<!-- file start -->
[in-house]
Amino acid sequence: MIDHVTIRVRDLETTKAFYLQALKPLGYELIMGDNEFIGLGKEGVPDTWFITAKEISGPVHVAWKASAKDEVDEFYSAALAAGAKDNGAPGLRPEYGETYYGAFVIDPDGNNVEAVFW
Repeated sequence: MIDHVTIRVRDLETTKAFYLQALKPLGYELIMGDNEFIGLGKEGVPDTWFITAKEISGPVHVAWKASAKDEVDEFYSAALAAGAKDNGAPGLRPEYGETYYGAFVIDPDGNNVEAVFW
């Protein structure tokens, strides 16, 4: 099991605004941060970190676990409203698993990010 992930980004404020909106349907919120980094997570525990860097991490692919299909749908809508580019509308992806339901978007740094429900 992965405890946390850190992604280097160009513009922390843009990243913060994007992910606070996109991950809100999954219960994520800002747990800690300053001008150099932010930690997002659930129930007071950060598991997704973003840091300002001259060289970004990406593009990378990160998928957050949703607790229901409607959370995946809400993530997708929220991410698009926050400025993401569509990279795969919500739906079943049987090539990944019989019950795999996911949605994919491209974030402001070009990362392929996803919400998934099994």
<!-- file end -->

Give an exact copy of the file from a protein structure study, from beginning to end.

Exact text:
[in-house]
Amino acid sequence: MIDHVTIRVRDLETTKAFYLQALKPLGYELIMGDNEFIGLGKEGVPDTWFITAKEISGPVHVAWKASAKDEVDEFYSAALAAGAKDNGAPGLRPEYGETYYGAFVIDPDGNNVEAVFW
Repeated sequence: MIDHVTIRVRDLETTKAFYLQALKPLGYELIMGDNEFIGLGKEGVPDTWFITAKEISGPVHVAWKASAKDEVDEFYSAALAAGAKDNGAPGLRPEYGETYYGAFVIDPDGNNVEAVFW
């Protein structure tokens, strides 16, 4: 099991605004941060970190676990409203698993990010 992930980004404020909106349907919120980094997570525990860097991490692919299909749908809508580019509308992806339901978007740094429900 992965405890946390850190992604280097160009513009922390843009990243913060994007992910606070996109991950809100999954219960994520800002747990800690300053001008150099932010930690997002659930129930007071950060598991997704973003840091300002001259060289970004990406593009990378990160998928957050949703607790229901409607959370995946809400993530997708929220991410698009926050400025993401569509990279795969919500739906079943049987090539990944019989019950795999996911949605994919491209974030402001070009990362392929996803919400998934099994």